A new poll finds that many of the provisions within a voting rights bill congressional Democrats are looking to pass are widely popular with Americans -- a sign that GOP outcry against the legislation has not worked.
The Pew Research Center survey found that "sizable majorities favor several policies aimed at making it easier for citizens to register and vote," with 61 percent of voters supporting automatically registering eligible citizens to vote, 63 percet saying anyone should be able to vote absentee without an excuse, 70 percent supporting giving people their voting rights back after serving their felony sentences, and 78 percent supporting two weeks of in-person early voting.
All of those provisions are within the "For the People Act," which House Democrats passed in March, and Senate Democrats are now rallying behind.
Republicans have vilified the act, making hyperbolic claims and flat-out lying about what the bill would do in order to justify their opposition to it.
Among the lies Republicans have told about the legislation is that it will allow undocumented immigrants to vote, makes elections more vulnerable to foreign interference, and rig elections in Democrats' favor.
None of those claims have much merit. Rather, the legislation would:
- Require states to implement automatic voter registration for federal elections. That means anytime an eligible voter has contact with a state agency — most often the Department of Motor Vehicles — they are automatically registered to vote. If they do not want to be registered, they can opt out;
- Give money for states to use paper ballots to prevent foreign interference in vote totals;
- Allow anyone who wants to vote by mail to do so without needing an excuse, as well as require states to have early voting for federal elections;
- And restore voting rights to those who have completed felony sentences.
Privately, Republicans worry that making it easier to vote will hamper GOP chances in future elections.
"H.R. 1's only objective is to ensure that Democrats can never again lose another election, that they will win and maintain control of the House of Representatives and the Senate and of the state legislatures for the next century," Cruz told a conservative group in a private call, according to the Associated Press.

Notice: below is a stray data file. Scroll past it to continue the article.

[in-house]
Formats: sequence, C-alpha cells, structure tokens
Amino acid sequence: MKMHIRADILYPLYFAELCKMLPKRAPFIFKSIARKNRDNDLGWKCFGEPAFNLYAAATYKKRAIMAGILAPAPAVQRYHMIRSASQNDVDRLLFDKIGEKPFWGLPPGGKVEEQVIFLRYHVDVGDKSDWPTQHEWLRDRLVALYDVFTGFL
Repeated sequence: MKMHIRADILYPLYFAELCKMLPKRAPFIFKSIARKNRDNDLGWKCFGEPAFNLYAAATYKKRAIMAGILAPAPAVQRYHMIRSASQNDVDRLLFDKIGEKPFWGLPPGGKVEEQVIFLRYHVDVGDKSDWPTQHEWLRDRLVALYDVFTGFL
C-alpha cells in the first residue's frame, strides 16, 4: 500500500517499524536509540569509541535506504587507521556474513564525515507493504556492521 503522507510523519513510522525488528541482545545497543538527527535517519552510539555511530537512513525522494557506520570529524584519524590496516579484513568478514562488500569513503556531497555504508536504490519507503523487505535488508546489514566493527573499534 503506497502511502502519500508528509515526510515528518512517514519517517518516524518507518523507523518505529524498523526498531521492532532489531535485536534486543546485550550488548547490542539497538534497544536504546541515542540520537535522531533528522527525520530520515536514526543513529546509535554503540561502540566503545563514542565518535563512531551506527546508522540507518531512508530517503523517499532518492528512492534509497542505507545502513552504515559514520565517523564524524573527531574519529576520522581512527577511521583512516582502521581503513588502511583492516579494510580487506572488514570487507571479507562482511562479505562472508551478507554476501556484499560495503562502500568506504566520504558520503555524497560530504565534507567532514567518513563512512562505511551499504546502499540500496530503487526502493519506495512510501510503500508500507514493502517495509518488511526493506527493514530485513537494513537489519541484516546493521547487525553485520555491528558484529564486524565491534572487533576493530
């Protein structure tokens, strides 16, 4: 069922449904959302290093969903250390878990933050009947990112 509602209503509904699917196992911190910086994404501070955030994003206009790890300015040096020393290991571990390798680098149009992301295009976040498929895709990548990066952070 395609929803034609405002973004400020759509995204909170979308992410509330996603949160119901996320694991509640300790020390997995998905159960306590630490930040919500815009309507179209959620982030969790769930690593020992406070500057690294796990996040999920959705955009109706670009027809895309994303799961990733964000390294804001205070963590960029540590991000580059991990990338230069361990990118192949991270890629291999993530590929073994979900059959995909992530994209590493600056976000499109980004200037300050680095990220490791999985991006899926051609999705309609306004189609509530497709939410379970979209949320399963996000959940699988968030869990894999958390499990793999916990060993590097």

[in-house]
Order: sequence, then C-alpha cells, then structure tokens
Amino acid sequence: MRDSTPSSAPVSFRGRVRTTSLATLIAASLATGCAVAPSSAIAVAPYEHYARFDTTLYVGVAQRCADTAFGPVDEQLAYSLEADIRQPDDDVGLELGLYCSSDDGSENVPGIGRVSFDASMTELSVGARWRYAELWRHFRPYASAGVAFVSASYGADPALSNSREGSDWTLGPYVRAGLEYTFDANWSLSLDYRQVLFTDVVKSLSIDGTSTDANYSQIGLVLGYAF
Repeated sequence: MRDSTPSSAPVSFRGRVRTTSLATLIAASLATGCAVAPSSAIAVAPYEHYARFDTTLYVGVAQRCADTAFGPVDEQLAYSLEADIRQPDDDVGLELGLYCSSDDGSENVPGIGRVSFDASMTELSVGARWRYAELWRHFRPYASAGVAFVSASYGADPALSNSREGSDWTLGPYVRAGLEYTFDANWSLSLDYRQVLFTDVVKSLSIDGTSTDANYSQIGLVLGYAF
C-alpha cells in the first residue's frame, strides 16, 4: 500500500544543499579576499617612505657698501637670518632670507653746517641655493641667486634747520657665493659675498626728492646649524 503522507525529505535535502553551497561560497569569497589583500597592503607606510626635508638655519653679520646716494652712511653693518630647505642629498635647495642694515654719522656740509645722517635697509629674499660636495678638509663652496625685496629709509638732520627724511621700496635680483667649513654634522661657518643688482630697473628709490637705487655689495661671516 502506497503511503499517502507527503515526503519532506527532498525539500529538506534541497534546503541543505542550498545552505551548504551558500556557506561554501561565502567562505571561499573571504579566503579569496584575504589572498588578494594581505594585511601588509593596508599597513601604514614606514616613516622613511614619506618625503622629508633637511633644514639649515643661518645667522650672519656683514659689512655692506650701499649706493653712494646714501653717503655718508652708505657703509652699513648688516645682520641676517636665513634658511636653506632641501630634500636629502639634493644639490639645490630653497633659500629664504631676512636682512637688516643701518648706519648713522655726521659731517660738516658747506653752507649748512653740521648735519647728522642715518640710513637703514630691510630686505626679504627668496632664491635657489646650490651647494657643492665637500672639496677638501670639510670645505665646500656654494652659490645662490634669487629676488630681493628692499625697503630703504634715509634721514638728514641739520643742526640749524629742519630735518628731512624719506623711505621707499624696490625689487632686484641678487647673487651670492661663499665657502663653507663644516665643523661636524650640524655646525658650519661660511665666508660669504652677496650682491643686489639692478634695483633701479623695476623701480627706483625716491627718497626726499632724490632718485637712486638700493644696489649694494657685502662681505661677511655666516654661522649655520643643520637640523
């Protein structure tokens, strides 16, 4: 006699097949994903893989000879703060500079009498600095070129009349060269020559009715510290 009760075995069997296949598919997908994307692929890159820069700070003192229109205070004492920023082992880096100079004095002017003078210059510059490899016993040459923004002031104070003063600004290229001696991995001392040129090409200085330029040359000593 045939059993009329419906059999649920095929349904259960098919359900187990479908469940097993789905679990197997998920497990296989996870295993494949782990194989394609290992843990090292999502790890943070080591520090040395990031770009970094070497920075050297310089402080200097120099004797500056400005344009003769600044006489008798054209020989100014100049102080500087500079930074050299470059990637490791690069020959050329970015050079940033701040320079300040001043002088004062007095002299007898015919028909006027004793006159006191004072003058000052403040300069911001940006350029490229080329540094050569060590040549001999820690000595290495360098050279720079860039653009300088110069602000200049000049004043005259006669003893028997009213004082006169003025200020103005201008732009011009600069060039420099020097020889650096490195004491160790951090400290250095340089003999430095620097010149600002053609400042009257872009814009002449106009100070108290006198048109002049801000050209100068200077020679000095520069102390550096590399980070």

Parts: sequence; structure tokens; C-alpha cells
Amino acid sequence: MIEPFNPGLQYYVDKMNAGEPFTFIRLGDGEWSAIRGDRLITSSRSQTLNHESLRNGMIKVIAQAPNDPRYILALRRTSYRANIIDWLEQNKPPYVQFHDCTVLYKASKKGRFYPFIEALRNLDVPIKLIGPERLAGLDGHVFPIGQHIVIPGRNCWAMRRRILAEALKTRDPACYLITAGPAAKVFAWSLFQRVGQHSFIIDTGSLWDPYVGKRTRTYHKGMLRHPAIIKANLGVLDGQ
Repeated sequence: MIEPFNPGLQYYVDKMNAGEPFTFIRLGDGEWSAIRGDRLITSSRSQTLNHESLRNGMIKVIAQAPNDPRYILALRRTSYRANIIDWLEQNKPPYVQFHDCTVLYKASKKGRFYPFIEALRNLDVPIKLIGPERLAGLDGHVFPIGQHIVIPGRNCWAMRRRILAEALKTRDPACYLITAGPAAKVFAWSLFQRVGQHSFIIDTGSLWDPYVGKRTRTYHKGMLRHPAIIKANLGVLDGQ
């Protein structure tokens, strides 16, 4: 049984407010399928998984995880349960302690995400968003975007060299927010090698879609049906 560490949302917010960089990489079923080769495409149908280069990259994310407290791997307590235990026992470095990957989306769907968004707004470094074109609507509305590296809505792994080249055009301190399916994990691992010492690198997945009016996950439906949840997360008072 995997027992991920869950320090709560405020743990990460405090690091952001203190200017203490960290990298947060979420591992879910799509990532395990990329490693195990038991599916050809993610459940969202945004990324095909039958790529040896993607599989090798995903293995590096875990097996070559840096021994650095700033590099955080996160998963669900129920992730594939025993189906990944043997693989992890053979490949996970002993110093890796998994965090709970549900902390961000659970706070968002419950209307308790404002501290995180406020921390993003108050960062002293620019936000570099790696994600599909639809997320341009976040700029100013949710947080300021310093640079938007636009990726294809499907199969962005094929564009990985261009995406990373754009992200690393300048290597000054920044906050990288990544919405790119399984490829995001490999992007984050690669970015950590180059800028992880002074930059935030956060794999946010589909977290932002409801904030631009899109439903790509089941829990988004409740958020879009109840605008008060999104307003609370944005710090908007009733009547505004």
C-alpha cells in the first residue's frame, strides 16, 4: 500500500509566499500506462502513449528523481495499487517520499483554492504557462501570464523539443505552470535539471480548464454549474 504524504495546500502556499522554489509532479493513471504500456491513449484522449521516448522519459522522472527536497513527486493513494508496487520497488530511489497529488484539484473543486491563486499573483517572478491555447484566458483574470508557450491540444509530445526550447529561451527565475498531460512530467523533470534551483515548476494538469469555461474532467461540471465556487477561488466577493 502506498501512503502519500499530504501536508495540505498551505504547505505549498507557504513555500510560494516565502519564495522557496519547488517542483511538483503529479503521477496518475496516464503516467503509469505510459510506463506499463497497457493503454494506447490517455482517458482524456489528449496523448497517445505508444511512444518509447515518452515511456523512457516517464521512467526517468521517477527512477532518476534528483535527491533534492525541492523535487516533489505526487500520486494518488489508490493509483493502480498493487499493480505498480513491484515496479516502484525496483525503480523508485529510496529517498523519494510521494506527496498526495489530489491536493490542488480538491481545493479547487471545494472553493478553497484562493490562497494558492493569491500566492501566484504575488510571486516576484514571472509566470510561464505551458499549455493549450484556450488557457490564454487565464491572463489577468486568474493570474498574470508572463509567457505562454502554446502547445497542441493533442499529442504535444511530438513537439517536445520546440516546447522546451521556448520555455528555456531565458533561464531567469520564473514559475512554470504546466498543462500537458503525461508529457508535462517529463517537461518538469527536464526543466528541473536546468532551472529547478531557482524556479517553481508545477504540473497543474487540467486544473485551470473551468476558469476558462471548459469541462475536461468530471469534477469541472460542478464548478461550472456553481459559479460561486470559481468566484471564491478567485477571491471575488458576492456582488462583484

It's a belief held by Donald Trump, who has said publicly that he believes Republicans wouldn't win elections again if people have easier access to the ballot box. It's believed to be part of the reason he railed against the explosion in absentee ballots in the 2020 election, which he blames in part for his loss.
And Trump's belief that more access to voting hurts their chances has led to an explosion of voter suppression legislation from Republicans in state legislatures across the country.
A number of states have already passed laws restricting the right to vote.
For example, Republicans in Iowa shortened the state's early, in-person voting period from 29 days to 20 days. And Texas Republicans are looking to make it even harder to vote by mail by requiring the disabled to show written proof of their disability in order to receive their absentee ballot.
Passing the "For the People Act" would block almost every single GOP voter suppression bill that has passed or is moving toward passage across the country.
Published with permission of The American Independent Foundation.
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